We must do something. This is something. Therefore, we must do this.
    Keith Thompson, Jan 18, 2006
    #12
  13. Mike Wahler Guest

    <> wrote in message
    news:...
    > Hello,
    > I saw in some open source projects a use of "!!" in "C" code;
    > for example:
    > in some header file
    > #define event_pending(v) \
    > (!!(v)->vcpu_info->evtchn_upcall_pending & \
    > !(v)->vcpu_info->evtchn_upcall_mask)
    >
    > whereas evtchn_upcall_pending is of type unsigned char
    > (and also evtchn_upcall_mask is of type unsigned char).
    >
    > What does "!!" operator do in this case ? Any ideas?


    There is no "!!" operator. What you are seeing is
    two adjacent "!" (logical 'not') operators. In a
    Boolean context, any zero value is considered 'false',
    any nonzero value, 'true'. C's explicit values for
    reporting (e.g. with 'if()') 'true' and 'false' are
    zero (0) and one (1) respectively.


    0 == 0
    !0 == 1
    !!0 == 0

    1 == 1
    !1 == 0
    !!1 == 1

    42 == 42
    !42 == 0
    !!42 == 1


    !! is sometimes used to convert a true (but not == 1)
    value to 1.

    -Mike
    Mike Wahler, Jan 18, 2006
    #13
  14. Craig Taylor <> writes:
    > Nick Keighley wrote:

    [...]
    >> no, not really. In C a non-zero value is taken to be true. "!" as you
    >> state is the not operator and yields either 0 (false) or 1 (true). So
    >> "!!"
    >> yeilds a "normalised" boolean value that is it has the same logical
    >> value but is guaranteed to be 0 or 1. Using a truth table:-
    >> x !x !!x
    >> 0 1 0
    >> 1 0 1
    >> 2 0 1
    >> where "2" represents an arbitary non-zero value

    >
    > You make reference to it but your table doesn't reflect that C simply
    > defines logical true as non zero so you can't say that it's == 1 or 2
    > or anything - only that it's non-zero.
    >
    > More precisely:
    > x !x !!x
    > 0 1 0 ie: logical false
    > 1 0 != 0 ie: logical true
    > 2 0 != 0 logical true


    No, Craig's table is correct and is more precise than yours. The "!"
    operator yields a value of type int; that value is guaranteed to be
    either 0 or 1.

    All C operators that yield logical values:
    && || ! == != < <= > >=
    always yield a value of either 0 or 1. If any of them yield a
    non-zero value other than 1, your compiler is buggy.

    It's probably bad style to rely on this unless you have a specific
    reason to do so.

    All contexts that require a condition:
    if()
    while()
    for(...;condition;...)
    do while()
    condition ? ... : ...
    condition && condition
    condition || condition
    ! condition
    treat zero as false, and any non-zero value as true.

    A *function* that returns a logical value (as type int) can reasonably
    return any non-zero value for true; for example, the is*() functions
    in <ctype.h> are allowed to do this.

    --
    Keith Thompson (The_Other_Keith) <http://www.ghoti.net/~kst>
    San Diego Supercomputer Center <*> <http://users.sdsc.edu/~kst>
    We must do something. This is something. Therefore, we must do this.
    Keith Thompson, Jan 18, 2006
    #14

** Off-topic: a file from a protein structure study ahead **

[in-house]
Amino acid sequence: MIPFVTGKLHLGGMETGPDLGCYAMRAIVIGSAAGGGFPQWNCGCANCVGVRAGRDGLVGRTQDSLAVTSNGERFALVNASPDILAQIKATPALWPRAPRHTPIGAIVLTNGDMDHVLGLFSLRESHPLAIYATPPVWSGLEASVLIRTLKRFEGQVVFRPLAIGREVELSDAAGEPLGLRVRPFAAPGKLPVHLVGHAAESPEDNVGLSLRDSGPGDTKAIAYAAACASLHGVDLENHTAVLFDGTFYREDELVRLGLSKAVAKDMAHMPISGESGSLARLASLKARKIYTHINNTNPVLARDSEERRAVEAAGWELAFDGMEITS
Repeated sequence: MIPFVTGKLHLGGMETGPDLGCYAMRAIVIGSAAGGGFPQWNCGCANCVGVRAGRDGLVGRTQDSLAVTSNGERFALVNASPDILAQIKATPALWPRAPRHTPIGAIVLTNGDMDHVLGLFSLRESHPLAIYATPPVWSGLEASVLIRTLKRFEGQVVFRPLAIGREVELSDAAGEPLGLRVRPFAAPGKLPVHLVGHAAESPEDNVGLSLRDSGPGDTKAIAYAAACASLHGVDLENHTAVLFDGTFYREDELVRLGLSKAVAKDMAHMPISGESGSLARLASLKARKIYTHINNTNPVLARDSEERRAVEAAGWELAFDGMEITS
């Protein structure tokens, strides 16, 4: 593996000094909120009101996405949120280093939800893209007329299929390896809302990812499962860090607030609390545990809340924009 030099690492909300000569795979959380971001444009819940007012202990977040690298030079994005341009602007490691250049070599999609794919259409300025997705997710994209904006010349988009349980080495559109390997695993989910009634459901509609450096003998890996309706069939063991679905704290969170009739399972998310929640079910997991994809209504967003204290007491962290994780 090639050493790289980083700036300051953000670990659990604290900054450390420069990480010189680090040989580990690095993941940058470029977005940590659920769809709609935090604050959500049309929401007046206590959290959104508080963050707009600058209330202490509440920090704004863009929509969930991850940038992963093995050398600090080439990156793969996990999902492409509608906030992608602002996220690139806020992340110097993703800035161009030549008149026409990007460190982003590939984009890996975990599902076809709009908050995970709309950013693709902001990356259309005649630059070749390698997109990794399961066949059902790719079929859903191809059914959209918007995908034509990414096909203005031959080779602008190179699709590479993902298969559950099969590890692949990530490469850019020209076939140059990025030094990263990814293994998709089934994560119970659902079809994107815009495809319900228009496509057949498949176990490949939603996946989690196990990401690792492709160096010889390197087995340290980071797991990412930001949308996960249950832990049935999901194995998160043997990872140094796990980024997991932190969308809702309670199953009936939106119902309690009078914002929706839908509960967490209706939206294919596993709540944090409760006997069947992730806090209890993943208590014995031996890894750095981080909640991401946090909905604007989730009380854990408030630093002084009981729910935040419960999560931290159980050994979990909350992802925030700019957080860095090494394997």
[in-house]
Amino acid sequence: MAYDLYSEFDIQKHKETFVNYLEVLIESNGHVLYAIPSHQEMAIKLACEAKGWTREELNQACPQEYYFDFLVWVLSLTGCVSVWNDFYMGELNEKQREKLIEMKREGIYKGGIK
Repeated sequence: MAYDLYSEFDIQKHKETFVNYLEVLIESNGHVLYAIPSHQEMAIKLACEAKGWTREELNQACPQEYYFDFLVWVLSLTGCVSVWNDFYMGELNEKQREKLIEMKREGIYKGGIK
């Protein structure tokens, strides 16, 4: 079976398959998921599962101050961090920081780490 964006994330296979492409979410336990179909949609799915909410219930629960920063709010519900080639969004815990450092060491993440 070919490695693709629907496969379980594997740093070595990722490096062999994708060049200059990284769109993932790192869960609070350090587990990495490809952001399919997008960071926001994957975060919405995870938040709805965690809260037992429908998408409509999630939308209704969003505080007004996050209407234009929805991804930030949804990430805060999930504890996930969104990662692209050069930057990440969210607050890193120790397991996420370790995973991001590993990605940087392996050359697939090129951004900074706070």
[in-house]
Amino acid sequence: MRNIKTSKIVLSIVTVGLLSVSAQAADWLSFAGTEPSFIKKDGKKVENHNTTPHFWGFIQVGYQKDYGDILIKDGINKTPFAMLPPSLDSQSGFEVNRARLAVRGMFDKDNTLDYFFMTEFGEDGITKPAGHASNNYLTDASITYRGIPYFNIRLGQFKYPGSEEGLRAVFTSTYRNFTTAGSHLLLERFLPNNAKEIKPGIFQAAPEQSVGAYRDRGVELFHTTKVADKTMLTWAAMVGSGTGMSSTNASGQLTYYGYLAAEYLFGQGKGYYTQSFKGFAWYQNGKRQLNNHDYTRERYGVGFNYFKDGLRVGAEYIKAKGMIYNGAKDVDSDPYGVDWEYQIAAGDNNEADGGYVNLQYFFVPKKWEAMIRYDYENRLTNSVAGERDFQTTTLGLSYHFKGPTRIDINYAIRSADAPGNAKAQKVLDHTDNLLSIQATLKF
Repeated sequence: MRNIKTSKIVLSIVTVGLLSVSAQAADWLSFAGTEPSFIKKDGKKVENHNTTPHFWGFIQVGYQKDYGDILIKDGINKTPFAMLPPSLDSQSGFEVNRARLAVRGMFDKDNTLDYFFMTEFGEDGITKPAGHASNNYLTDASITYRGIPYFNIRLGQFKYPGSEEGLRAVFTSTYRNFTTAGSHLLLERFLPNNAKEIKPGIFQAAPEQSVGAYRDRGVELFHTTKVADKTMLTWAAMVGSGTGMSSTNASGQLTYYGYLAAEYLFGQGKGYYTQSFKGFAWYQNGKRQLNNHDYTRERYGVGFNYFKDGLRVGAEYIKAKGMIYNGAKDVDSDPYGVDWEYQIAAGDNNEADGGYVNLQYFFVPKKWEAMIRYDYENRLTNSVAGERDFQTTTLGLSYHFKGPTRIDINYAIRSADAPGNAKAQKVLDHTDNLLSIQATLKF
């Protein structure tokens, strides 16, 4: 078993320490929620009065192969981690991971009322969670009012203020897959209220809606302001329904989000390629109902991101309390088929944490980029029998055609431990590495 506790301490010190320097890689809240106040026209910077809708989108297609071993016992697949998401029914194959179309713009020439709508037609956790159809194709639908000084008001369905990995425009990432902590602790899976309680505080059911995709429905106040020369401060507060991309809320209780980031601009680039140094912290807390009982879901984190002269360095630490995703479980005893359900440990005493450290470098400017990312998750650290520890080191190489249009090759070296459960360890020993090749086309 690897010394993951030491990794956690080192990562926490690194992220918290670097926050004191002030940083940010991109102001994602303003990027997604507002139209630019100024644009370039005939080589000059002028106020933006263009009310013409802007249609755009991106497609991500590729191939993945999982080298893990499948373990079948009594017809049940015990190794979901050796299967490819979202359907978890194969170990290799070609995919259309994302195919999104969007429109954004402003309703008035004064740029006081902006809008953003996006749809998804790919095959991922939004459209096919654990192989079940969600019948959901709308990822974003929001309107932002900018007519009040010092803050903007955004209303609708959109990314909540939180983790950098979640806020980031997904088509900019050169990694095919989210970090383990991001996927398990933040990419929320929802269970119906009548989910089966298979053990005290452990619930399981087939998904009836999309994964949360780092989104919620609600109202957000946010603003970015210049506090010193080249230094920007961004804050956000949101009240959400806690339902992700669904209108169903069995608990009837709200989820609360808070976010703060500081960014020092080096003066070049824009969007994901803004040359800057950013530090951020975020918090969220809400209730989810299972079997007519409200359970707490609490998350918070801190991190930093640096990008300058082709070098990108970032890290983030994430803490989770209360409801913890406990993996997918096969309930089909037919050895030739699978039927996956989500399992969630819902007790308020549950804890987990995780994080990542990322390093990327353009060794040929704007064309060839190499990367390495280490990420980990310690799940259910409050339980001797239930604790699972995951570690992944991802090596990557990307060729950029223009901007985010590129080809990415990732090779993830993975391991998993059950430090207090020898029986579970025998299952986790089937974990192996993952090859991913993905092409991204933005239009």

15. Craig Taylor Guest

    Keith Thompson wrote:
    > Lew Pitcher <> writes:
    >> August Karlstrom wrote:
    >>> wrote:
    >>>
    >>>> ! is not operator.
    >>> You're wrong, it is an operator ;-)

    >> IIUC, ragnauth.cr /meant/ to say
    >>
    >> ! is "not" operator.
    >>
    >> as in
    >> ! is the operator for "logical not"

    >
    > Right, which is why Lew used the ";-)" operator.
    >


    ;-) is an operator? I've never seen it before. Is this a C99 extension?

    Does it modify the line of code that it's on to perform what you meant
    it to do instead of how you coded it for? If so, I've been looking for
    that for a while. (This may also explain why there's few C99 compilers
    around... ). ;-)

    - Craig Taylor
    http://www.ctalkobt.net
    Craig Taylor, Jan 18, 2006
    #15
  16. Chris Torek Guest

    In article <wlvzf.58$>
    Craig Taylor <> wrote:
    >You make reference to it but your table doesn't reflect that C simply
    >defines logical true as non zero so you can't say that it's == 1 or 2 or
    >anything - only that it's non-zero.
    >
    >More precisely:
    > x !x !!x
    > 0 1 0 ie: logical false
    > 1 0 != 0 ie: logical true
    > 2 0 != 0 logical true


    C distinguishes clearly between "input" and "output" logical values
    for its logical operators (!, ||, &&): on input, any nonzero value is
    true and zero is false, but on output, true is exactly 1.

    Note that not all "apparently logical" functions are necessarily
    logical functions, e.g., isspace() and so on from <ctype.h> do not
    necessarily produce only 0-or-1.

    See also <http://www.c-faq.com/bool/bool2.html>.
    --
    In-Real-Life: Chris Torek, Wind River Systems
    Salt Lake City, UT, USA (40°39.22'N, 111°50.29'W) +1 801 277 2603
    email: forget about it http://web.torek.net/torek/index.html
    Reading email is like searching for food in the garbage, thanks to spammers.
    Chris Torek, Jan 18, 2006
    #16
  17. Mark B Guest

    "Keith Thompson" <> wrote in message
    news:...
    > Craig Taylor <> writes:
    >> Nick Keighley wrote:

    > [...]
    >>> no, not really. In C a non-zero value is taken to be true. "!" as you
    >>> state is the not operator and yields either 0 (false) or 1 (true). So
    >>> "!!"
    >>> yeilds a "normalised" boolean value that is it has the same logical
    >>> value but is guaranteed to be 0 or 1. Using a truth table:-